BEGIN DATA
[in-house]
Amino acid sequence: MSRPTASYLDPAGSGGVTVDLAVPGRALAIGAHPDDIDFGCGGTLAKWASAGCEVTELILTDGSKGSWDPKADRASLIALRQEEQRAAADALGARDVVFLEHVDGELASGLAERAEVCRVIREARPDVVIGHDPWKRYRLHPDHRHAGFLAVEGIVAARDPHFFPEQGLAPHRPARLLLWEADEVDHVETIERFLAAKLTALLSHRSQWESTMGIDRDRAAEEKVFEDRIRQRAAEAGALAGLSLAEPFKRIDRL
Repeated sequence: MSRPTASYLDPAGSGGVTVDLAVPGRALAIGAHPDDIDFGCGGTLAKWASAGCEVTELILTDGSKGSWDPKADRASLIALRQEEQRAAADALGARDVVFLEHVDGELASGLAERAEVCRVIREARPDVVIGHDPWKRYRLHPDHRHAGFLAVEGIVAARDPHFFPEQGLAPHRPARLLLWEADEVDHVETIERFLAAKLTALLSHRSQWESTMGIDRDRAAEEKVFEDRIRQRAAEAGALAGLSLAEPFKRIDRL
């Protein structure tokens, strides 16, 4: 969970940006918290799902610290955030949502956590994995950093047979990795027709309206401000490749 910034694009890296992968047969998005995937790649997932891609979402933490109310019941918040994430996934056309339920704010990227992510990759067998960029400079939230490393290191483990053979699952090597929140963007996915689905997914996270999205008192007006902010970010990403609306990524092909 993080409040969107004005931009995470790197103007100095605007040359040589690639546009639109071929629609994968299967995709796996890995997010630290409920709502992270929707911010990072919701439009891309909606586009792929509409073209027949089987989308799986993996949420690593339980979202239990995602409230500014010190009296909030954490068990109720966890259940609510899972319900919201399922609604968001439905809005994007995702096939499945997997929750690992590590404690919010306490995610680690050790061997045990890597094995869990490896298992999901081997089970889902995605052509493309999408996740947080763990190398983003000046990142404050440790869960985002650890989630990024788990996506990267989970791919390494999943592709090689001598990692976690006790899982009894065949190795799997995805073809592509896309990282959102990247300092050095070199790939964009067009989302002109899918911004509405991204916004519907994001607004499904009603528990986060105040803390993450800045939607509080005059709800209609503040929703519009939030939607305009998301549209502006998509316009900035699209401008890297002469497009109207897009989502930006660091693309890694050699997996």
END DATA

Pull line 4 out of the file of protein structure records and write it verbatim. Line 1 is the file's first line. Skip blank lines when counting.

């Protein structure tokens, strides 16, 4: 969970940006918290799902610290955030949502956590994995950093047979990795027709309206401000490749 910034694009890296992968047969998005995937790649997932891609979402933490109310019941918040994430996934056309339920704010990227992510990759067998960029400079939230490393290191483990053979699952090597929140963007996915689905997914996270999205008192007006902010970010990403609306990524092909 993080409040969107004005931009995470790197103007100095605007040359040589690639546009639109071929629609994968299967995709796996890995997010630290409920709502992270929707911010990072919701439009891309909606586009792929509409073209027949089987989308799986993996949420690593339980979202239990995602409230500014010190009296909030954490068990109720966890259940609510899972319900919201399922609604968001439905809005994007995702096939499945997997929750690992590590404690919010306490995610680690050790061997045990890597094995869990490896298992999901081997089970889902995605052509493309999408996740947080763990190398983003000046990142404050440790869960985002650890989630990024788990996506990267989970791919390494999943592709090689001598990692976690006790899982009894065949190795799997995805073809592509896309990282959102990247300092050095070199790939964009067009989302002109899918911004509405991204916004519907994001607004499904009603528990986060105040803390993450800045939607509080005059709800209609503040929703519009939030939607305009998301549209502006998509316009900035699209401008890297002469497009109207897009989502930006660091693309890694050699997996």